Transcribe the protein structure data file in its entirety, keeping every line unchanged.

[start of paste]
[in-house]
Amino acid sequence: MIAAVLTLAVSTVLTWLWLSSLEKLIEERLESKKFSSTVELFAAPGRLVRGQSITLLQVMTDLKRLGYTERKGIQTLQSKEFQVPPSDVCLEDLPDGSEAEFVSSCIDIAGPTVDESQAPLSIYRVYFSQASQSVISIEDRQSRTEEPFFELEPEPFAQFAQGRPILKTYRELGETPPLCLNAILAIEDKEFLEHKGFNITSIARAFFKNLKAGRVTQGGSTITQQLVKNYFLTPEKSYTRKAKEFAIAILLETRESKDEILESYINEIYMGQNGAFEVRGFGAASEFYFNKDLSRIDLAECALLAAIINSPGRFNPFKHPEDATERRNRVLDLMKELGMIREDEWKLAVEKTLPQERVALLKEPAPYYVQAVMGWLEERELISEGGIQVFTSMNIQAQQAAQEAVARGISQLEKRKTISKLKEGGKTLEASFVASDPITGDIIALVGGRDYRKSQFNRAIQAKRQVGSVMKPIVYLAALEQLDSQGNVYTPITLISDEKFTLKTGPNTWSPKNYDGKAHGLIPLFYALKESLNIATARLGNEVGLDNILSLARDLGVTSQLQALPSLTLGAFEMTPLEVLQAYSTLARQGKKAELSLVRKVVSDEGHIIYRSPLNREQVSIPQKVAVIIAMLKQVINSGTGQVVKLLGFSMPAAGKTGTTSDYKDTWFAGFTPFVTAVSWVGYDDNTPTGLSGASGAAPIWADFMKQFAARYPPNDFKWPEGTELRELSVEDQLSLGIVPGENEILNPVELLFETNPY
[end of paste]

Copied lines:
[in-house]
Amino acid sequence: MIAAVLTLAVSTVLTWLWLSSLEKLIEERLESKKFSSTVELFAAPGRLVRGQSITLLQVMTDLKRLGYTERKGIQTLQSKEFQVPPSDVCLEDLPDGSEAEFVSSCIDIAGPTVDESQAPLSIYRVYFSQASQSVISIEDRQSRTEEPFFELEPEPFAQFAQGRPILKTYRELGETPPLCLNAILAIEDKEFLEHKGFNITSIARAFFKNLKAGRVTQGGSTITQQLVKNYFLTPEKSYTRKAKEFAIAILLETRESKDEILESYINEIYMGQNGAFEVRGFGAASEFYFNKDLSRIDLAECALLAAIINSPGRFNPFKHPEDATERRNRVLDLMKELGMIREDEWKLAVEKTLPQERVALLKEPAPYYVQAVMGWLEERELISEGGIQVFTSMNIQAQQAAQEAVARGISQLEKRKTISKLKEGGKTLEASFVASDPITGDIIALVGGRDYRKSQFNRAIQAKRQVGSVMKPIVYLAALEQLDSQGNVYTPITLISDEKFTLKTGPNTWSPKNYDGKAHGLIPLFYALKESLNIATARLGNEVGLDNILSLARDLGVTSQLQALPSLTLGAFEMTPLEVLQAYSTLARQGKKAELSLVRKVVSDEGHIIYRSPLNREQVSIPQKVAVIIAMLKQVINSGTGQVVKLLGFSMPAAGKTGTTSDYKDTWFAGFTPFVTAVSWVGYDDNTPTGLSGASGAAPIWADFMKQFAARYPPNDFKWPEGTELRELSVEDQLSLGIVPGENEILNPVELLFETNPY